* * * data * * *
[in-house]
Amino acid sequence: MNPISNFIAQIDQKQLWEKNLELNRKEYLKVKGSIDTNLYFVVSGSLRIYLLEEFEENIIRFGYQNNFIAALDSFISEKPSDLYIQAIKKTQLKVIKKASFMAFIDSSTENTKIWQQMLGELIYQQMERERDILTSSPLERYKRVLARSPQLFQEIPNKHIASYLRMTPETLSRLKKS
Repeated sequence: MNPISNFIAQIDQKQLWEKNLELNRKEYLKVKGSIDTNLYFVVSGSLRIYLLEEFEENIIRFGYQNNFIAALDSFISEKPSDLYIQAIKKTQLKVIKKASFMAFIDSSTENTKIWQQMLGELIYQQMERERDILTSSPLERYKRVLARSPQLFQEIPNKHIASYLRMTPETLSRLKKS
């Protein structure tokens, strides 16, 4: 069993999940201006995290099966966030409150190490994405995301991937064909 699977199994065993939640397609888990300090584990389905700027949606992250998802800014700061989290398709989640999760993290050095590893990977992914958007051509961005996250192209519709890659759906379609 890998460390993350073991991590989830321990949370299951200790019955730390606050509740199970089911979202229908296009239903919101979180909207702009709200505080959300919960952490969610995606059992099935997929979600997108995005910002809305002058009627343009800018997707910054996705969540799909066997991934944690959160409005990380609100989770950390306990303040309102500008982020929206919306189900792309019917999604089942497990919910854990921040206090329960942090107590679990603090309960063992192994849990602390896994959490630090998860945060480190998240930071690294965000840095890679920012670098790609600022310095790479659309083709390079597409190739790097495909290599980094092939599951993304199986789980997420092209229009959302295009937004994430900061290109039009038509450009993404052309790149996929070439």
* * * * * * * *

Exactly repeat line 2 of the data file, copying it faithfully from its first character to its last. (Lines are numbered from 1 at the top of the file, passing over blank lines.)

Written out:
Amino acid sequence: MNPISNFIAQIDQKQLWEKNLELNRKEYLKVKGSIDTNLYFVVSGSLRIYLLEEFEENIIRFGYQNNFIAALDSFISEKPSDLYIQAIKKTQLKVIKKASFMAFIDSSTENTKIWQQMLGELIYQQMERERDILTSSPLERYKRVLARSPQLFQEIPNKHIASYLRMTPETLSRLKKS